The plank – everyone has heard of it, given it a go and collapsed onto the floor doing it at some point or another. So what’s the big wow about planks anyway? We all kind of know they’re good for us and have something to do with our core, but why exactly is there such a fuss about them? Well, to plank or not to plank?
In short the plank is considered a ‘core exercise’ which means it targets the muscles around your core. Now the core is not to be confused with your six-pack, the core muscles wrap around your waist and spine but lies deep within and under the main muscles. Your core consists of the transverse abdominals (stomach), multifidus (back), diaphragm, pelvic floor (hips), and many other deeper muscles. Think of them as your inner corset that pulls everything in.
Without you realising your core is absolutely paramount to posture and movement. It supports movement through all planes such as bending forwards, backwards and sideways as well as twisting. Your core acts as a stabiliser throughout all your movement, so a weak core results in weaker movements.
A lot of women I see find their backs ache when asked to perform the plank, so what does this mean? It means they’re in the wrong position and often when a woman’s core is weak she will overcompensate by using the muscles of the back. If you do your plank with a mirror at the side of you, you will notice for yourself a banana dip at your lower back because your core isn’t strong enough to hold you up. So what’s the answer and should you just forget or this core nonsense?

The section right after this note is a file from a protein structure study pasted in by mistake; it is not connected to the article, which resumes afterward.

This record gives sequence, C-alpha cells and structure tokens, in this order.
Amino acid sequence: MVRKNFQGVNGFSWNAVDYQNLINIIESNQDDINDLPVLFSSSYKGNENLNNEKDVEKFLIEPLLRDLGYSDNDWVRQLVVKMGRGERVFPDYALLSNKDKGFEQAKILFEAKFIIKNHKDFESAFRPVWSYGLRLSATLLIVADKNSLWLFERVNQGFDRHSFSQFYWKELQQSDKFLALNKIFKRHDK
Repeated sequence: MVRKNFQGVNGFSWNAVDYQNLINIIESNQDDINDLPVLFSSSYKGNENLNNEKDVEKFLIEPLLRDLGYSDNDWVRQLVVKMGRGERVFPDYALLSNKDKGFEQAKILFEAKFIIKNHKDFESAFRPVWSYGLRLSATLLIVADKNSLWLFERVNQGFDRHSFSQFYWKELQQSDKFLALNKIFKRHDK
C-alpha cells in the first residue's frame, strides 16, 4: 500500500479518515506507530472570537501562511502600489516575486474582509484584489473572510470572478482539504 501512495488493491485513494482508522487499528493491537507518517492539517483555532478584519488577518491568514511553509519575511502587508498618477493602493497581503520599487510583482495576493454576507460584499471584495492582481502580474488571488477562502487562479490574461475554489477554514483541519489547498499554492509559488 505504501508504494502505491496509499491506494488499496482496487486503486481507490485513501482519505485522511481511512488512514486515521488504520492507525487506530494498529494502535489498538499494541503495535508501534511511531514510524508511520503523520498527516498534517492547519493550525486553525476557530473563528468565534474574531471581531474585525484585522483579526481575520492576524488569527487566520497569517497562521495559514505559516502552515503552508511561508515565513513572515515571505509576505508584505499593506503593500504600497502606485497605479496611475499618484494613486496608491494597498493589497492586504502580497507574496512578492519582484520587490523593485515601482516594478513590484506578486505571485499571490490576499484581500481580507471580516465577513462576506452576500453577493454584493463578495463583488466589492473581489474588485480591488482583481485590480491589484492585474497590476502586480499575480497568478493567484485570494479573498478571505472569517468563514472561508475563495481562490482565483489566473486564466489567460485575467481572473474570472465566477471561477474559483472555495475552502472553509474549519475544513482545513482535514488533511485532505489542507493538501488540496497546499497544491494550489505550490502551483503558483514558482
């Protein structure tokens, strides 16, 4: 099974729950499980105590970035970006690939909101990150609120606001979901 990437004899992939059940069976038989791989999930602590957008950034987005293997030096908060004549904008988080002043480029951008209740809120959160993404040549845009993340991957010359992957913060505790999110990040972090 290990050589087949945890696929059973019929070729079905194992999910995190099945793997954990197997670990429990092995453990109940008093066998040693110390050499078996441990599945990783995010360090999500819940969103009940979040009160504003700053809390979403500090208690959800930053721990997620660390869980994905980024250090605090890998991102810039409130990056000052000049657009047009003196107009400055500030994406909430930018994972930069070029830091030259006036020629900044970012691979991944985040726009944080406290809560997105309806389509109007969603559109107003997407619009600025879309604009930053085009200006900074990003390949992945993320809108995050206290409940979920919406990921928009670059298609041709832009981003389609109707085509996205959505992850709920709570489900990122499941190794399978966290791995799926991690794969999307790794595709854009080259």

In short, absolutely not! If you “can’t plank”, firstly change your mind-set to one of “I can’t perform a full plank for very long – yet!”. Everyone has to start somewhere and developing strong core muscles will be something you will appreciate as you get older. If you do get back pain, then developing your core muscles is essential to giving yourself the best opportunity to grow older without increasing back pain. In short, training your core is a must.
Secondly, start slowly and start with lower options. We have something in exercise called the functional continuum that runs from ‘unskilled/not challenging’ through to ‘highly skilled/challenging’. So you can’t hold a full plank for 5hours, 15mins and 16 seconds to break the Guinness World Record, but do you need to? Take advantage of the options and then progress.
Make your first plank the easiest version. Start on your feet and place your hands or forearms on a raised platform to start off with. When you can hold this for 30 seconds, move to a lower platform and then eventually move your hands to the floor, but at this point drop down to your knees. When you can hold this for 30 seconds then move to your feet again and a full plank (see you can do it!) When you can hold a full plank on the floor for 60 seconds then try progressing it further. Try one foot, then a rolling or rotating plank. The options are endless so it’s all about progression, but more importantly it’s about YOUR progression.
Whatever plank you opt for there are some key points to remember at all times:
- There should be a straight line from your head, spine, bottom and heels. There should be no ‘dipping’ or rounding of your shoulder blades or your lower back
- Suck your belly button into your spine and flatten your belly. This isn’t quite the same as sucking it in. Consciously tighten your core muscles as though you’re pulling them across your belly
- And breath… consistent, controlled and relaxed breathing. Don’t hold your breathe!
Plank you very much!, KT x